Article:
How Vital Is Privacy to the Post-Sept. 11 American?

A National Security Agency program to collect the phone records of millions of Americans has many Capitol Hill lawmakers calling for an investigation. But a recent Washington Post poll suggests that many citizens approve of the data-collection effort. Reporter Alix Spiegel heads to the National Mall in Washington to ask Americans why they aren't more troubled by the government program.

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And as Juan mentioned, pollsters were dispatched to take the temperature of the American public about the NSA phone records issue. So how important is privacy to the average person?

Reporter Alix Spiegel headed to the National Mall in downtown Washington, D.C., to find out.

ALIX SPIEGEL reporting:

I found Bob Filinard(ph) walking the path beside the Vietnam Memorial, a tall, thin figure smoking a cigarette. When I introduced my topic, he pumped his fist in the air and told me that the government did, quote, "Just the right thing." The terrorists wanted to destroy us, he explained. It was as simple as that.

Mr. BOB FILINARD (Visitor, Vietnam Memorial): I'd rather be alive and have somebody know who I call than be dead.

SPIEGEL: How do you feel about privacy in general? Do you feel like it's an important value?

Mr. FILINARD: No, I don't.

SPIEGEL: Filinard was very clear on this point. He didn't care if the government looked through his email or listened to his phone calls. He merely shrugged when I asked how he would feel if they searched his home without a warrant.

SPIEGEL: So why do you think some people think that privacy is so important?

Mr. FILINARD: Because they have something to hide.

SPIEGEL: I heard this idea echoed over and over during my day on the Mall. It was only the guilty who had reason to fear. The innocent could sleep easy.

Mr. FILINARD: There's nothing that I say that's going to be come back to me and hurt me at a later time in my life.

Unidentified Woman: If you're not hiding anything, there's no - there shouldn't be a problem with it.

SPIEGEL: It was as if concern for privacy was a new kind of litmus test, a way to separate the good from the bad in a post-9/11 world. In fact, one man, Dave Stone, a Vietnam vet with an American flag on his lapel, saw the abandonment of privacy as a kind of patriotic sacrifice, one of those uncomfortable adaptations that are sometimes required in the heat of conflict.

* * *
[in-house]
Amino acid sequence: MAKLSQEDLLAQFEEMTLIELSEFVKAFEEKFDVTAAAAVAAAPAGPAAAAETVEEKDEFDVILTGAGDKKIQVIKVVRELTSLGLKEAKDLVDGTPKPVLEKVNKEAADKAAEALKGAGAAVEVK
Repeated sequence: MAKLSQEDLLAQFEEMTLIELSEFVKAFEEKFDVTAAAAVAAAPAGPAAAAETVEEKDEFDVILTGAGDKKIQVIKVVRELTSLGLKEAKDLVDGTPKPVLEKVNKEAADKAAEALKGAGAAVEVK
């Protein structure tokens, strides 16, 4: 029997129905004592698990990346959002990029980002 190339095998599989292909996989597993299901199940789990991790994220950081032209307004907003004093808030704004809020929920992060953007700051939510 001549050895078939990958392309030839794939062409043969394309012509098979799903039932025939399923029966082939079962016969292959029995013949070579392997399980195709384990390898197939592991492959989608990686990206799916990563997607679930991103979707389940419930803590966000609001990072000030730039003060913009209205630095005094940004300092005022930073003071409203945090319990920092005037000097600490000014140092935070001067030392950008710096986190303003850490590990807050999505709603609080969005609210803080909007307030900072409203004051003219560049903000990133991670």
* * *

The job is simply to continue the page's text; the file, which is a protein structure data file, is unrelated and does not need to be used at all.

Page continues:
Mr. DAVE STONE (Vietnam Veteran): Look at World War II. Everybody was on rations. Nobody cried about it. You had gas stamps, food stamps. I'm an old soldier. I'm a warrior, and we fight. And if it takes a little bit of - loosing a little bit of your privacy, then that's what it takes.

SPIEGEL: And Stone wasn't the only who felt the threat of terrorism so intensely that he was ready to compromise rights. Jim Pardikes(ph) told me that it made him feel better to know that the government was searching phone records. It was just the way it had to be right now.

Mr. JIM PARDIKES (Visitor, National Mall): Some of our freedoms that we have had we're going to unfortunately have to lose some of them in order to catch the bad guys.

SPIEGEL: During my day on the Mall, I spoke with 15 people. Only two registered a strong objection to the NSA program on privacy grounds. Most, like Dave Stone and Jim Pardikes, seemed ready and willing to make compromises, to face what they saw as uncomfortable realities. In the Sophie's Choice between security and privacy, security was the clear winner, and most seemed to feel that it was an easy sacrifice to make.

The night after I went to the Mall, I stopped by a bookstore. In browsing the stacks, I found a book by the legal scholar Jeffrey Rosen called The Unwanted Gaze. In it, he talks about a concept in Jewish called hezzek re'iyyah, which can be translated as the injury caused by seeing.

Basically, the idea is that when people are constantly watched, it leads them to have more constricted lives. But if there is no place on this earth where people can let their hair down, a back stage where they can indulge their eccentricity, absurdity, even stupidity, then things like individuality, creativity and even love suffer. The act of being watched changes us, inhibits us, makes us in some ways less willing to be human.

But this is a very abstract notion, soft and difficult to measure. Particularly in the face of a threat like terrorism, a threat which propels people like Bob Filinard to draw clear and certain lines.

Mr. FILINARD: Like I said, I have nothing to hide. The majority of the American people have nothing to hide. And those that do have something to hide should be found out, and get what they have coming to them.

SPIEGEL: Alix Spiegel, NPR News, Washington.

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